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Rick Westhead

TSN Senior Correspondent


Lawyers for the National Hockey League have engaged in settlement negotiations with attorneys for former players who allege the league lied to them about the dangers of repeated head trauma and concussions.

Details of the talks are unclear, but one lawyer representing former NHL players confirmed to TSN that there have been settlement talks with the league.

TSN has obtained a 19-page transcript of an Aug. 30 court hearing in which U.S. District Court Judge Susan Richard Nelson is quoted commenting on the private talks being held to resolve the contentious lawsuit.

“What I am going to suggest is that we, to the extent you want to continue to privately talk to each other about a private resolution, you are welcome and encouraged to do that,” Judge Nelson said in the transcript. “I know that Judge [Jeffrey] Keyes enjoys working with both sides and hopes that you will continue along that path…”

Judge Keyes is a retired federal court judge in Edina, Minn., who runs a mediation and arbitration company. Neither Judge Keyes nor an NHL spokesman responded to a request for comment. Bucky Zimmerman, a lawyer for the former players, declined to comment.

It may seem odd timing for the NHL to consider settling the case. On July 13, Judge Nelson denied to certify the NHL concussion lawsuit as a class-action case, meaning that as many as 5,000 living NHL alumni didn’t automatically become plaintiffs in the case. Instead, former players will now have to pursue individual lawsuits against the NHL.

A lawyer for one of the plaintiffs told TSN that 138 former players have filed lawsuits against the NHL and another 150 former players have formally retained lawyers but have not yet filed lawsuits. About 100 of the 138 formal plaintiffs filed their cases in Minnesota. Others have had their cases transferred to the state in recent years.

During the Aug. 30 hearing, Judge Nelson told the court she wanted to “talk about a path forward” following her class-action decision.

She also said she wants to clear time in her court calendar in early 2019 to begin trying individual player lawsuits that were originally filed in Minnesota. Lawsuits filed in other U.S. states that were transferred to Minnesota pending Judge Nelson’s class-action decision will likely be returned to their original jurisdictions following pre-trial motions.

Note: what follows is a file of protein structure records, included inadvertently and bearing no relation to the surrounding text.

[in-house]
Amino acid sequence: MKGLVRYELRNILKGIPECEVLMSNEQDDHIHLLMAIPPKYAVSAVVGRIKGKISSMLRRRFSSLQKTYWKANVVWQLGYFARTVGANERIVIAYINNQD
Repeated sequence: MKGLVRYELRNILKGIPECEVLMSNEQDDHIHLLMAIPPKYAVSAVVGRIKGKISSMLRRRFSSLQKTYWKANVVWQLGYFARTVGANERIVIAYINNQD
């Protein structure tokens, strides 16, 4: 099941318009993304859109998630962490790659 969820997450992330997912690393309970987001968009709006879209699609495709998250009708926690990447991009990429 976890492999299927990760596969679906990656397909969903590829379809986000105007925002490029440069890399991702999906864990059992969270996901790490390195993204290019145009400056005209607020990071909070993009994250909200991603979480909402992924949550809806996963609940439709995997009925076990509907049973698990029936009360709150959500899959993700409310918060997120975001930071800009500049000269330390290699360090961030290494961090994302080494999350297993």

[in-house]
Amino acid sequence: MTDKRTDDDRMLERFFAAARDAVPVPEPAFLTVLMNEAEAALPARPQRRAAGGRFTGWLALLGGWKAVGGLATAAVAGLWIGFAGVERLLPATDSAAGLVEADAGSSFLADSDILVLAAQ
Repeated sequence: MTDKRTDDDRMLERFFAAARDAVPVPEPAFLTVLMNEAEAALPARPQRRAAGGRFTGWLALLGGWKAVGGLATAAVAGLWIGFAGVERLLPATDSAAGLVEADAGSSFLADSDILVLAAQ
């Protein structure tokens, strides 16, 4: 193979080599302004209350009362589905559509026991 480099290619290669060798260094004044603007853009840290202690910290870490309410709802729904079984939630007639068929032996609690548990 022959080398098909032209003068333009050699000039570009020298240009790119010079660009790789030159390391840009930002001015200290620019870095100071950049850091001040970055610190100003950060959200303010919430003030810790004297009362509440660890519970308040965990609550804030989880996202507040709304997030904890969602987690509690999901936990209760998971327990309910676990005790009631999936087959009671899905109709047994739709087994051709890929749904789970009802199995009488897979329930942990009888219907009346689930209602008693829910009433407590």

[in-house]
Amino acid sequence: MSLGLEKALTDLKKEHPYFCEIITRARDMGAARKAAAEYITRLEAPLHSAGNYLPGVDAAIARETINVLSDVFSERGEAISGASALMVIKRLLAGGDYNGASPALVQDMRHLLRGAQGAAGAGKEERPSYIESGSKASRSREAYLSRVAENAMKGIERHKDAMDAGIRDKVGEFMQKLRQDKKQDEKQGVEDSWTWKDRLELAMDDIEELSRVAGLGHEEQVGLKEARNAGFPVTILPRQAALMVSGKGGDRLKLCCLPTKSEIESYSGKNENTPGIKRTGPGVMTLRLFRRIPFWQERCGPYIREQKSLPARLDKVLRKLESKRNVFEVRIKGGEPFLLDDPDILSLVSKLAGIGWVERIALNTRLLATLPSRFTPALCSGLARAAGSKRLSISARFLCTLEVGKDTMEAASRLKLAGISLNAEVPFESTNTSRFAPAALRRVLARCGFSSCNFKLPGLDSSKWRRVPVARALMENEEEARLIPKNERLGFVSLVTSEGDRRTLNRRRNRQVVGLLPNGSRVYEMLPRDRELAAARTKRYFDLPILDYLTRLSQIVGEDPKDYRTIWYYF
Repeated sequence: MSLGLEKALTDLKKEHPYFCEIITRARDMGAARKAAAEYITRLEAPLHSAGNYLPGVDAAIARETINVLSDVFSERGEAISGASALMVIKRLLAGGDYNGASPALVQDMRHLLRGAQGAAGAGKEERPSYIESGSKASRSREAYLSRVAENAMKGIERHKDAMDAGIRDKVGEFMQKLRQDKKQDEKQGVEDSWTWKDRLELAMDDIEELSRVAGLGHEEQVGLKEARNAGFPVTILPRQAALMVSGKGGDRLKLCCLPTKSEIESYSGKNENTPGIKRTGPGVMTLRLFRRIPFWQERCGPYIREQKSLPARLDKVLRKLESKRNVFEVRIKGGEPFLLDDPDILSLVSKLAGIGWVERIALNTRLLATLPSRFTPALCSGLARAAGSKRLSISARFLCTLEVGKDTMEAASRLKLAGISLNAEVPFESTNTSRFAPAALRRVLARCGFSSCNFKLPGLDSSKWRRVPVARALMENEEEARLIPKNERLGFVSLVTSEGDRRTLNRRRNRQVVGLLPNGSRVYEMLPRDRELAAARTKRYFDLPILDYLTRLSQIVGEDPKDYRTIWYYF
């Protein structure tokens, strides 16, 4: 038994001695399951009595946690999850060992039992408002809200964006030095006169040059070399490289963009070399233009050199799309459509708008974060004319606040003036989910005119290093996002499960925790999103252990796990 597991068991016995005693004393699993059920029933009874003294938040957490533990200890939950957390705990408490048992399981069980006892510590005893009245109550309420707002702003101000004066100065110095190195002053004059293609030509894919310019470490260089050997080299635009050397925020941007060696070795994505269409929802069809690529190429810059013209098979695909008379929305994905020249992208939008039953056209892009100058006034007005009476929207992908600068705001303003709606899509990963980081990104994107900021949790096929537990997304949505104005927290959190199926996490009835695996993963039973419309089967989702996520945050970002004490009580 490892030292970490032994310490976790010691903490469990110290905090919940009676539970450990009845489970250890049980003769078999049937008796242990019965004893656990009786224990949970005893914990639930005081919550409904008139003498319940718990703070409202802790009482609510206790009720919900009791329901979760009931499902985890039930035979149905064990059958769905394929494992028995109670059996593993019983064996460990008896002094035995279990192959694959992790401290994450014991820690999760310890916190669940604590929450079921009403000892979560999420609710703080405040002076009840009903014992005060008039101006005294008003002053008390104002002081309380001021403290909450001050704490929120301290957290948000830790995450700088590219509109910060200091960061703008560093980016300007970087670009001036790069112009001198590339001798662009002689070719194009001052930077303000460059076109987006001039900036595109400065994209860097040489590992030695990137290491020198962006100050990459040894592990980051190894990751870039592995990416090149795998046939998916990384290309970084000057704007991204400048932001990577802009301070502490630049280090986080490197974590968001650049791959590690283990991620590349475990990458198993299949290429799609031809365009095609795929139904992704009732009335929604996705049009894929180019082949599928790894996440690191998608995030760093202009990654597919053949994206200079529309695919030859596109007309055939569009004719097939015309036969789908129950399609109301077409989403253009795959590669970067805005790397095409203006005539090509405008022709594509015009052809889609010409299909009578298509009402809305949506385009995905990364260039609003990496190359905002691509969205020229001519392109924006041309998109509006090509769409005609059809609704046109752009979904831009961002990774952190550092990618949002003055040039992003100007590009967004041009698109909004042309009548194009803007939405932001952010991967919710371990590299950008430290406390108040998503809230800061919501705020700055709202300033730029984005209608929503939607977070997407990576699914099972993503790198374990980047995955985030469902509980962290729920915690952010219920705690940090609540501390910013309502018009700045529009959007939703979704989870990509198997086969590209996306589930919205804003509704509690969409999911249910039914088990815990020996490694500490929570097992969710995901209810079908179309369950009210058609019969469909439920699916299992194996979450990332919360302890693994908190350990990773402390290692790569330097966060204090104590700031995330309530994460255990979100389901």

Jodi Balsam, a former NFL lawyer who now teaches at Brooklyn Law School in New York, said it makes sense for the NHL to talk settlement after winning the class-action decision.

“They’ve won a fairly consequential pre-trial ruling,” Balsam said. “With that win, the NHL is in the best settlement posture it will be in a while. It may be the best moment for the NHL to consider settling.

“If the NHL decides to go to trial on all these cases, they still have to go through further discovery and depositions, and then prepare to try hundreds of individual cases across the country. Maybe the NHL is spread thin doing that.”

Balsam said it’s also possible that after the class-action ruling, some of the former players may be willing to settle their claims for a portion of what they had originally hoped.

Balsam said that in the NFL concussion lawsuit, the league consented to a class being formed for settlement purposes. That way, the NFL was able to bar any future claims. The NHL could follow that same strategy, Balsam said.

“It does the NHL no good to settle 150 or 200 cases not knowing what’s down the road,” she said. “The league wants to know its ultimate liability.”

Balsam said also makes sense for the NHL to settle now because it avoids the uncertainty of trials.

“As things stand, the NHL may have to eventually go into court facing hundreds of cases across the country,” she said. “This case is like tobacco where lawyers tried to form a class action and failed because every smoker had a different story and health background. Then lawyers were able to go into courts across America, play to different juries, and have the opportunity to win a precedent-setting case. Juries are unpredictable. Every trial is a crapshoot.”

In the NFL settlement, brain-injured players were eligible to receive as much as $5 million apiece. Balsam said it’s unlikely that NHL players would get a settlement that rich.

“The NHL isn’t as big as the NFL,” she said. “Look at the relative economic health and prosperity of the two leagues. The NHL doesn’t have as much money to spend and players don’t get paid as much and the anticipated future earnings are less for a pro hockey player.”

In the weeks since Judge Nelson’s class-action ruling, several additional players have filed lawsuits against the NHL including: Mark Hardy, a defenceman who played 15 NHL seasons with the Los Angeles Kings, New York Rangers and Minnesota North Stars between 1979 and 1994; John Cullen, a former all-star with the Pittsburgh Penguins; Garth Butcher, a defenceman who played 897 NHL games, mostly with the Vancouver Canucks; and Dan Quinn, a centre who played 14 NHL seasons.

Former Maple Leafs all-star defenceman Ian Turnbull, who played 628 NHL games, and Bryan Berard, the first-overall pick in the 1995 NHL entry draft, have also filed lawsuits against the NHL.